A summary of some new news related to CUNY's and CSI's response to the COVID-19 pandemic. See https://csi-covid19.github.io for the archive.
To add/suggest news, please email John Verzani
It isn't official, but don't expect any students on campus at the beginning of the term. Very likely, the campus facility won't be available until well into the fall semester.
Amidst the unprecedented challenges of the global COVID-19 pandemic, the City University of New York Athletic Conference and member Athletic Directors have made the difficult decision to cancel all intercollegiate competition, both traditional and non-traditional, scheduled for the 2020 fall semester.
The Chancellor has requested that the Board approve making CUNY test blind. That is no reliance on standardized tests for entrance. The exact scale and scope to be released soon, as the board will meet next week.
New areas include:
Fall 2020 Instructional Modalities & Scheduling: Professional Development Online Pedagogy
Student Success, Equity & Inclusion: College Bridge for All
Travel: Domestic Travel; International Travel
University Admissions: Admissions Policy – Licensed Health Professions Programs
Gov. Andrew Cuomo is warning incoming SUNY and CUNY freshmen he may have to slash the tuition relief program for middle class families because of the fiscal crisis fueled by the coronavirus crisis — unless the federal government delivers a rescue package.
U.S. Immigration and Customs Enforcement said on Friday that newly enrolling international students won’t be allowed to come to the U.S. if their courses will be taught entirely online.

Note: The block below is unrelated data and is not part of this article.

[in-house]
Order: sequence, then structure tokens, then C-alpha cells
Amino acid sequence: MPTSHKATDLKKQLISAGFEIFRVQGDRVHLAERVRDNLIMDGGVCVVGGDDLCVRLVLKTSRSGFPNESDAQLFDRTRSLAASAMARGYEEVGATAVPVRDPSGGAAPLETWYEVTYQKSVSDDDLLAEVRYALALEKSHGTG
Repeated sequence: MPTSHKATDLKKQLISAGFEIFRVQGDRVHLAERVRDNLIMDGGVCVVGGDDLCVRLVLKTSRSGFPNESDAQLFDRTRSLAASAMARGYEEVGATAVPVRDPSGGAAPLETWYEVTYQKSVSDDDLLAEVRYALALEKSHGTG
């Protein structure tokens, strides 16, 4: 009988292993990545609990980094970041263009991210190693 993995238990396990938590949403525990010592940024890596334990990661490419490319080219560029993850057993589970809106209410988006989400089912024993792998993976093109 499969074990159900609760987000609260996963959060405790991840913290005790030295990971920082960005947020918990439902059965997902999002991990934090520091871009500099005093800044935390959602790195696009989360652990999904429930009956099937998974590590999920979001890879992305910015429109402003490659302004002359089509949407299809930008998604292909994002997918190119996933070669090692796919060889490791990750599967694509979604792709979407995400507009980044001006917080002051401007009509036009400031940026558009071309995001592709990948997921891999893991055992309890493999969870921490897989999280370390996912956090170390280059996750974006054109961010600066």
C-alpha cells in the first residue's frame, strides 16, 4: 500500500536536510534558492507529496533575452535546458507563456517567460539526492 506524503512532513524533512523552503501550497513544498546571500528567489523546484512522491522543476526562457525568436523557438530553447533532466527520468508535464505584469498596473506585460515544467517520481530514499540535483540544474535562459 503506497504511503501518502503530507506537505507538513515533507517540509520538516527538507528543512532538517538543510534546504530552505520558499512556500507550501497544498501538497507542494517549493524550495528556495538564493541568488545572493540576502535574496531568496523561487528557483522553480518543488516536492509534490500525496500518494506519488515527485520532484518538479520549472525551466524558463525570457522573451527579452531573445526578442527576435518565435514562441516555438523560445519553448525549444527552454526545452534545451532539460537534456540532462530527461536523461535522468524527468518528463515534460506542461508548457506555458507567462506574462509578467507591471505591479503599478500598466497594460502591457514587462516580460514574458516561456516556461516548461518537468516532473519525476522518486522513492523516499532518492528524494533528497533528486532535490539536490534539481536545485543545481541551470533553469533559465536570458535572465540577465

(Deja Vu all over again...)
7/22 Congressional Republicans ready for revolt (Thanks Ned Benton, JJ)
Senator Roy Blunt, Republican of Missouri, said on Tuesday that the $105 billion for education would include about $70 billion for elementary, middle and high schools, with more money available to school districts that reopen in the fall. Senate Democrats have put forward legislation that would provide $430 billion to schools.
“They’re going to have more expenses, transportation and petitions and different ways to have meals than they’ve had in the past,” Mr. Blunt said, adding that $30 billion would be set aside for colleges and universities and $5 billion for governors to use at their discretion.
Meanwhile, the City University of New York (CUNY) said it has seen a surge in summer session enrollment. All institutions across the CUNY system, which includes two-year, four-year and graduate schools, have posted an overall 17% increase. CUNY’s seven community colleges have shown a 5% increase.
“The growth of our summer enrollment is a product of CUNY’s first-class academics, extraordinary affordability and the outstanding outcomes our graduates can expect,” said CUNY chancellor Dr. Félix V. Matos Rodríguez in a press statement. “We are thrilled to provide access to high-quality distance education programs in these uncertain times.
And yet it looks to this untrained eye that the Community Colleges are getting a triple whammy: reduced city funding (a 1% increase to cover 5+% expenditure increases); a 10% decline in enrollments (due to COVID) and changing CUNY policies are making it easier for students to enter CUNY as senior college students; a 20M reduction ASAP.
Colleges and universities can successfully navigate coronavirus perils with prudence and lots of creativity.
Indeed, public universities especially are facing a host of financial pressures that only extra funding from the federal government can alleviate. With state revenues shrinking due to Covid, universities sorely need an infusion of aid beyond the $14 billion available through the Cares Act, the $2 trillion coronavirus relief package that Congress passed in March. For example, Rutgers University in New Jersey has taken a $183 million hit so far; only $27 million of that will be made up by funds from the Cares Act.